Next, I started building a visual identity for the project. For the brand color, I settled on the "rose", similar to the Airbnb. It is rare to see on websites and differentiates the brand I created from TailwindUI, which mainly uses Indigo.

I also came up with a logo:

Hashnode Publiciation Logo.png

It was basically supposed to be a piece of paper (like a survey) lying on a table with a pen on top of it. I know it is very abstract, but hey, that's how most logos are these days!

Here's the Figma file with all of the designs I made for Quice, if you're interested.

Then I built the entire authentication flow in a couple of hours thanks to the easy-to-use Firebase authentication SDK and this great TailwindUI example.

One big productivity boost I've had was coding a script that would write large amounts of realistic example data into my database. I find it difficult to create a user interface without having data to display or having to inject some data manually each time you need it.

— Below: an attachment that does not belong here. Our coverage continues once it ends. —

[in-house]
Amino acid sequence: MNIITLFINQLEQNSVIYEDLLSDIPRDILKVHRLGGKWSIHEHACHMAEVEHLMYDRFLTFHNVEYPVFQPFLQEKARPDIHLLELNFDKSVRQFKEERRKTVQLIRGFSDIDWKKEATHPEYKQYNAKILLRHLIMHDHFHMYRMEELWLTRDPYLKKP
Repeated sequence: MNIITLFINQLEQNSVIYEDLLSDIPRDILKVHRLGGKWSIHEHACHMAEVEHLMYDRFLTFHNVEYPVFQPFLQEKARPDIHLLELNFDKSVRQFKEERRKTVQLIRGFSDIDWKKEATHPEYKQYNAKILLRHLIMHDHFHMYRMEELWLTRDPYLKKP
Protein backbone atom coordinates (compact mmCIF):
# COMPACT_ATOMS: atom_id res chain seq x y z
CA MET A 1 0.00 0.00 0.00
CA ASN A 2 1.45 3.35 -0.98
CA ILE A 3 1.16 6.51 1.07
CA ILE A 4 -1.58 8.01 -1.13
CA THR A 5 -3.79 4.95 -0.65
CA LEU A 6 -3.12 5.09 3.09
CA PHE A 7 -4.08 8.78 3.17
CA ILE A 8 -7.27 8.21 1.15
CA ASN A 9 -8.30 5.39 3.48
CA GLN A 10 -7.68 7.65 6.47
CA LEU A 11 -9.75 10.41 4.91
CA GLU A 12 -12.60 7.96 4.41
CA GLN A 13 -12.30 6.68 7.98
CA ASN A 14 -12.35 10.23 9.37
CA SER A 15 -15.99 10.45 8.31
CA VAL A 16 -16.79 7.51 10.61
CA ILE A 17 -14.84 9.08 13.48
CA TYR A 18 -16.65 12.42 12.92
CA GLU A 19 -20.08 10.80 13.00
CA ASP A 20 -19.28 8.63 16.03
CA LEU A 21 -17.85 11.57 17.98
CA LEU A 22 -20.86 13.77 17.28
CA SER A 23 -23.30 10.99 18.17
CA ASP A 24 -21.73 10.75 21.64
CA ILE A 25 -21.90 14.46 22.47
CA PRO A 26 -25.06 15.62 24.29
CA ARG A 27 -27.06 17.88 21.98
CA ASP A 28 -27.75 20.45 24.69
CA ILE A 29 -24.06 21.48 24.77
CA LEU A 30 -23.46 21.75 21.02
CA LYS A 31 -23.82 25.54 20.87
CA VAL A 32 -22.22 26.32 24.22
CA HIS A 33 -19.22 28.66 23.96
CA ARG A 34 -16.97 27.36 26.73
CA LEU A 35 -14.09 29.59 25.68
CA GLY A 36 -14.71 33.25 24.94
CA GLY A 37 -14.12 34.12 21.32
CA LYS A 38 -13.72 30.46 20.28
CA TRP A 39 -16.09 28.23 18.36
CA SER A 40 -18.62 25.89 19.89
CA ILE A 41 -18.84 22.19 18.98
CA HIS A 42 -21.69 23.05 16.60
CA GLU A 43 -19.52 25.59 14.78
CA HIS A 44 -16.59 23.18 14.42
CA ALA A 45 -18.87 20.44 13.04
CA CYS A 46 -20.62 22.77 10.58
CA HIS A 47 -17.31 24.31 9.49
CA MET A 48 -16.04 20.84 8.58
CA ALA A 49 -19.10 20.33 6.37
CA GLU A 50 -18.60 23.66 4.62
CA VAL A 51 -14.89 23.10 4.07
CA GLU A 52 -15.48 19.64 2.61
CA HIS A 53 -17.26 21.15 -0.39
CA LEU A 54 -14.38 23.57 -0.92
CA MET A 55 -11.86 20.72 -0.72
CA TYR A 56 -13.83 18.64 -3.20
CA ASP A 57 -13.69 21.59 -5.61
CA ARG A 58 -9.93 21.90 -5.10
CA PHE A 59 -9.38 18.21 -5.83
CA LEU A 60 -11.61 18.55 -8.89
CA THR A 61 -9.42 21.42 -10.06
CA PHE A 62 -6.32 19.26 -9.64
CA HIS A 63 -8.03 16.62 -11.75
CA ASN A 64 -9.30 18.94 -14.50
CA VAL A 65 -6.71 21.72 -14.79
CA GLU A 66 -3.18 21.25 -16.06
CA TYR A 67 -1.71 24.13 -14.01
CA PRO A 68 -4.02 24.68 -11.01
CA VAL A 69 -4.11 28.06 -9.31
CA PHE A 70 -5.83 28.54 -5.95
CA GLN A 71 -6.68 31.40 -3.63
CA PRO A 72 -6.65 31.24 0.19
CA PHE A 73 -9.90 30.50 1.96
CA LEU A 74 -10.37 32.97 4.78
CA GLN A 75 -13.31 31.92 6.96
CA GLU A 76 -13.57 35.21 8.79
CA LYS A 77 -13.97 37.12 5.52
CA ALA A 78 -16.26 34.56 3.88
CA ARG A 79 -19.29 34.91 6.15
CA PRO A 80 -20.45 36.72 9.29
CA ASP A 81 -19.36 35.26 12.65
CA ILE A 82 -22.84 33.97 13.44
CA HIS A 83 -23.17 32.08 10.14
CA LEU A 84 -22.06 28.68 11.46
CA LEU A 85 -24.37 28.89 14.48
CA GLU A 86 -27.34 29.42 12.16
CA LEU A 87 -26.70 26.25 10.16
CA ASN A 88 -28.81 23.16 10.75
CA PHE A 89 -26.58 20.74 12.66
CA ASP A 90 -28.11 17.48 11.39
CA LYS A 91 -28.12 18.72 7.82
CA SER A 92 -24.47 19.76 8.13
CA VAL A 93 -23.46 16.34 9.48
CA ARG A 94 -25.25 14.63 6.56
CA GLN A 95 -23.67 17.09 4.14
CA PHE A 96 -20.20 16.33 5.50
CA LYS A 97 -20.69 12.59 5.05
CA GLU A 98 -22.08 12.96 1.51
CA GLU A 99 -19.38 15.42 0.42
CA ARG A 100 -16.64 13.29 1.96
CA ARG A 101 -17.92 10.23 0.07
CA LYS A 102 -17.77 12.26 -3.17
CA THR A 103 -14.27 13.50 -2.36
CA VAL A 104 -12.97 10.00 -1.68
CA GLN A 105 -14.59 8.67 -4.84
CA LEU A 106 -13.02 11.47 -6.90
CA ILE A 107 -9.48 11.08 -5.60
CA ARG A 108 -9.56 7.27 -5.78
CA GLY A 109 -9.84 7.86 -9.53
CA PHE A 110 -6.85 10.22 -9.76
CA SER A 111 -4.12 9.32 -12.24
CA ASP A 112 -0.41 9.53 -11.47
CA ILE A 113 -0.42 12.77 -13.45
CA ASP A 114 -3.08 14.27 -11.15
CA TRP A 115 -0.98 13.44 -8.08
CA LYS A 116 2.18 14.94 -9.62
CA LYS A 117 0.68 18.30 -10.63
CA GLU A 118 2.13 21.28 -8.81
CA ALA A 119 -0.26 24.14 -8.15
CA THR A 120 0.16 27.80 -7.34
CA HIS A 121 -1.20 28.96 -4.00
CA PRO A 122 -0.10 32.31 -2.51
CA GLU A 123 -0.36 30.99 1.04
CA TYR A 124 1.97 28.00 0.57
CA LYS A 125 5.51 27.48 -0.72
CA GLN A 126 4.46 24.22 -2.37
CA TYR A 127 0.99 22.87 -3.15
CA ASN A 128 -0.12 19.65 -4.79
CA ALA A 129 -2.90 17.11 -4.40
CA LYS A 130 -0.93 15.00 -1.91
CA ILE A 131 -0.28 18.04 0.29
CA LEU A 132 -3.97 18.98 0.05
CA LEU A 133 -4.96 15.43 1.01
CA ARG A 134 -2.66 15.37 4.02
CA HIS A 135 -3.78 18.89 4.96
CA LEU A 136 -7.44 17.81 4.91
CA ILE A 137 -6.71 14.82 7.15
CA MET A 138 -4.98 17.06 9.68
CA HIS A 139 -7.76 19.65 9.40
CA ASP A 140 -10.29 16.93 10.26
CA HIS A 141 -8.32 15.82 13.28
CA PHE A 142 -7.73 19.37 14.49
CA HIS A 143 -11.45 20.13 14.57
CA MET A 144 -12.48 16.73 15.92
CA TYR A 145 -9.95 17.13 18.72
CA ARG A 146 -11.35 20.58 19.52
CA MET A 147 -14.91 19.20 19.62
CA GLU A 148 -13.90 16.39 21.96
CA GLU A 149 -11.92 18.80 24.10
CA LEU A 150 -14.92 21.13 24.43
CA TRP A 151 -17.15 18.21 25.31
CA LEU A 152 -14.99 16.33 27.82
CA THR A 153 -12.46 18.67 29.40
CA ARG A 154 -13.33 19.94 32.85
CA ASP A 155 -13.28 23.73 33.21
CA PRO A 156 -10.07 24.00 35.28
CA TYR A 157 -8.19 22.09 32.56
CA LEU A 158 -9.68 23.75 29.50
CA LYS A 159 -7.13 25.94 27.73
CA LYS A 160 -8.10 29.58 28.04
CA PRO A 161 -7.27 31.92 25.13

The Backend

Thanks to the Firebase JavaScript library you can write most of your code on the client-side. But for this project, some of the code would have to run on a server, mainly the API endpoint to which you would send submissions, as well as the process of deleting a form with all of its submissions since it is very time-consuming.

As noted earlier, I chose to implement the Backend logic with NestJS, "a progressive Node.js framework for building efficient, reliable and scalable server-side applications." (source).